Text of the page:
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Follow Ron & Viv Moon as they continue their travels and adventure - SOUTH & CENTRAL AMERICA NORTH AMERICA OVERLAND.                

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Nth America

 


travel podFor our latest trip diary / blogs and lots of pics as the trip unfolds go to: www.travelpod.com/members/ronamoon.

 

Camping in North America

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NORTH AMERICA

This is the land of well-setup, and often expensive, RV Trailer Parks/campgrounds. But there are also lots of National Parks, State Parks and forestry campgrounds which are a lot less expensive.

As such, we won't be listing general RV parks, but if we find a good camp ground, or bush camp, then we will list it on this page along with details.

Helpful CAMPING and travelling Information

US Forest ServiceThe Forest Service is an agency of the U.S. Department of Agriculture.
The Forest Service manages public lands in national forests and grasslands. To learn more about the camping in the National Forests of the USA, passes and permits, then check out their web site at: http://www.fs.fed.us/recreation/map/state_list.shtml

 

Inter Agency Annual PassThe America the Beautiful: National Parks and Federal Recreational Lands Annual Pass (Interagency Annual Pass)
Is honored nationwide at National Park Service, Forest Service, US Fish and Wildlife Service, Bureau of Land Management, and Bureau of Reclamation recreation sites charging day-use or entrance fees.

Valid for 12 months from the month of purchase. Expires the last day of the month punched. Admits pass holder and any accompanying passengers in a private non-commercial vehicle at per vehicle fee sites.
An Interagency Annual Pass is well worth the cost, at $80 in 2012. It can be purchased on-line before you head to America, (http://store.usgs.gov/pass/index.html  or  http://www.discovernw.org/store_america-the-beautiful-2012-national-parks-and-federal-recreational-lands-annual-pass_17260.html ), or you can get a pass at the first gate entry into any national park.

Links to the five agencies that participate in the Interagency Pass Program are:


US National Park ServiceNational Park Service U.S.


USA Forest ServiceForest Service U.S.


USA Fish & Wildlife ServiceFish and Wildlife Service


Bureau of land ManagementBureau of Land Management


US Dept of the Inerior Bureau of ReclamationBureau of Reclamation

 

US National Forest CampgroundsUS National Forest Campgrounds

Another good web site to look at to see what US National Forest Campgrounds are avaiable, check out their web site at: http://www.forestcamping.com/

 


 

 

Americas State ParksState Parks
Offer another alternate to the US National Forestry camp grounds. Each State has their own parks, and their own pass fees, both annual and one day passes. Your Interagency Annual Pass will not work in State Parks. If you intend on spending some time in one state, then you may want to consider an annual pass. Check out the America's State Parks web site for all the info you need: http://www.americasstateparks.org/Home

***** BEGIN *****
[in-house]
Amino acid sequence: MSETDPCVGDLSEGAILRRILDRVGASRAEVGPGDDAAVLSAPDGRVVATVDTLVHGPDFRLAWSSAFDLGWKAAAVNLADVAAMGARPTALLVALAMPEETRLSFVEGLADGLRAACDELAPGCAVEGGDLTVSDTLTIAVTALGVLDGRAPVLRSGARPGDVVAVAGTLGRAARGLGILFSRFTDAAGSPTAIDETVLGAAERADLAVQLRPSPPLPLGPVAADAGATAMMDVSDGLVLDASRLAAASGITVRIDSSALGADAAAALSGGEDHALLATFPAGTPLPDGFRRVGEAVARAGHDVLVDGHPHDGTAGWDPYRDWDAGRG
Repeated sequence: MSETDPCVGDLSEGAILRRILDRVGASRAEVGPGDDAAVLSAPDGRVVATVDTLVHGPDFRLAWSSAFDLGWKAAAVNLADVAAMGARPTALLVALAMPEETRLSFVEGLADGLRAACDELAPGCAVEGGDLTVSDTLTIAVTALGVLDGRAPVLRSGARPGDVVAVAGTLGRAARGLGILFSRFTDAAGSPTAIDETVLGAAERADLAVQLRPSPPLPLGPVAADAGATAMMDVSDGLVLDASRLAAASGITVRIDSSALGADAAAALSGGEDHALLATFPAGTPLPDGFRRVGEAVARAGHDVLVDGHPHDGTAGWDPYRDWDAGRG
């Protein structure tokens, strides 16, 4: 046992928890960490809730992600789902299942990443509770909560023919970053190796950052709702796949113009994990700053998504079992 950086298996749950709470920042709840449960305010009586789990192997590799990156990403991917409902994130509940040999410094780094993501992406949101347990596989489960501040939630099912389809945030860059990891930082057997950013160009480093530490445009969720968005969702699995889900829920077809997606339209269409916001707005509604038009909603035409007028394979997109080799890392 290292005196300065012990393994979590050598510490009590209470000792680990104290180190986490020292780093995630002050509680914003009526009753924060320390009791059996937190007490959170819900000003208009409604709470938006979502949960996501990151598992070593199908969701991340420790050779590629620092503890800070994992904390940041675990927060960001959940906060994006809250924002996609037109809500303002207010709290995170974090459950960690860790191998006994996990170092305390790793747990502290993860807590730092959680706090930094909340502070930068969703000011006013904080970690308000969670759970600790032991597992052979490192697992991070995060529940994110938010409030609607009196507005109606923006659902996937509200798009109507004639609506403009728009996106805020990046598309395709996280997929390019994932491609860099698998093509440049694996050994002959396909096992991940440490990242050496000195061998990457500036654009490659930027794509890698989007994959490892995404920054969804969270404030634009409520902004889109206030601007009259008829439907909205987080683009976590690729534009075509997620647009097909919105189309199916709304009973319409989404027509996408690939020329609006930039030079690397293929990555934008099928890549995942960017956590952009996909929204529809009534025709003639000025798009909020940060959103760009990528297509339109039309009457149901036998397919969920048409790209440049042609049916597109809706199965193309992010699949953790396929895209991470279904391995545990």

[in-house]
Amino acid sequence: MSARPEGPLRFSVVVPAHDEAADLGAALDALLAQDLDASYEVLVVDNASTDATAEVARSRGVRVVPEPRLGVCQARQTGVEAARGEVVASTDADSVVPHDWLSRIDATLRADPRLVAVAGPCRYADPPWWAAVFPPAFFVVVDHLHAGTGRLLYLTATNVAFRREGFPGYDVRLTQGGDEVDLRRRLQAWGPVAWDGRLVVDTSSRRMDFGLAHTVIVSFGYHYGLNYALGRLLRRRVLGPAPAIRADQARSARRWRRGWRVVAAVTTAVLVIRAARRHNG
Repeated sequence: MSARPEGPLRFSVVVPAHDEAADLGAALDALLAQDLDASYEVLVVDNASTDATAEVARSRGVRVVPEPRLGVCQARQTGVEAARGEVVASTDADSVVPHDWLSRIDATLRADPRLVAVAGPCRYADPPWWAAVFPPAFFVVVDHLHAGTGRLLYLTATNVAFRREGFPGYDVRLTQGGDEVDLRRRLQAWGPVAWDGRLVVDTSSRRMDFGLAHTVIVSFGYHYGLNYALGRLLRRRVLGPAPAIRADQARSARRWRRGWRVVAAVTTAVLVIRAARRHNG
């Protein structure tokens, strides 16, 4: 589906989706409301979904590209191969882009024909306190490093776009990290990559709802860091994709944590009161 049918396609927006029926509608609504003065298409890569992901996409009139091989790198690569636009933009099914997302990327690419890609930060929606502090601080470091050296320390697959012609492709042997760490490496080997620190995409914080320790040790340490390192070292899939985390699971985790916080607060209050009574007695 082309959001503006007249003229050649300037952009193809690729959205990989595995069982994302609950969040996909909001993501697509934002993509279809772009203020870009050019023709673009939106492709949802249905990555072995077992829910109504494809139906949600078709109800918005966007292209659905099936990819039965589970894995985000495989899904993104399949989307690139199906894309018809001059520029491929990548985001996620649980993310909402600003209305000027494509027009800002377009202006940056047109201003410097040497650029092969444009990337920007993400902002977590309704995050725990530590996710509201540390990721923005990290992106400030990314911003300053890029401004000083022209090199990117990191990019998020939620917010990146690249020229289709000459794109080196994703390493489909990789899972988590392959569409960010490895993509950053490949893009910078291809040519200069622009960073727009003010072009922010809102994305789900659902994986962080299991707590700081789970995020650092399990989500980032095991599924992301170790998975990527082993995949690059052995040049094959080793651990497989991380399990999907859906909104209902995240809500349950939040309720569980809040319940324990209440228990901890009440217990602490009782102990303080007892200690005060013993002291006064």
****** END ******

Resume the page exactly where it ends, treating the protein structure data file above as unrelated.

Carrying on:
Publications
There are quite a few publications and apps which will help make planning and finding campgrounds along the way a lot easier. These are the most useful we found during our trip:

WoodallsWoodall's - North America's Campground Directory (with Mobile phone app)
You can pick up a copy of this bulky and very extensive book at many camping stores and the like, such as the large chain called 'Camping World'. With over 12,701 RV parks, campgrounds, state and federal parks listed, it is the most comprehensive coverage of all that's available. Well worth the money, even thought it's not expensive. You can check it out on-line at:
http://www.woodalls.com/default.aspx

 

The MilepostThe other book which we found extremely useful for northwest Canada and Alaska, was The MILEPOST - Alaska Travel Planner - it covers Alaska, Yukon Territory, British Colmbia, Alberta and the Northwest Territories. Around $20, you can order it online, or buy copies once you get into Canada. As the title suggests, this is a mile-by-mile highway log, covering 30 major routes, 60 side trips, plus over 100 maps. It also includes ferry travel, accommodation, camping, sightseeing and lots more. A must!!! We used it extensively. And you can get a digital edition.
Check out their web site at:
http://milepost.com/

 

 

 


iPad and iPod Applications
There are a number of iPad/iPod Apps that you can download (many for free) - here are the ones we found the most helpful:

RvparkingRVparking.com App

 

RV Park Finder AppRV Park Finder App - Trailer Life Directory of 'Good Sam'.

 

Allstays appAllstays Camp & RV App

 

Campwhere appFor Canada Only: Campwhere App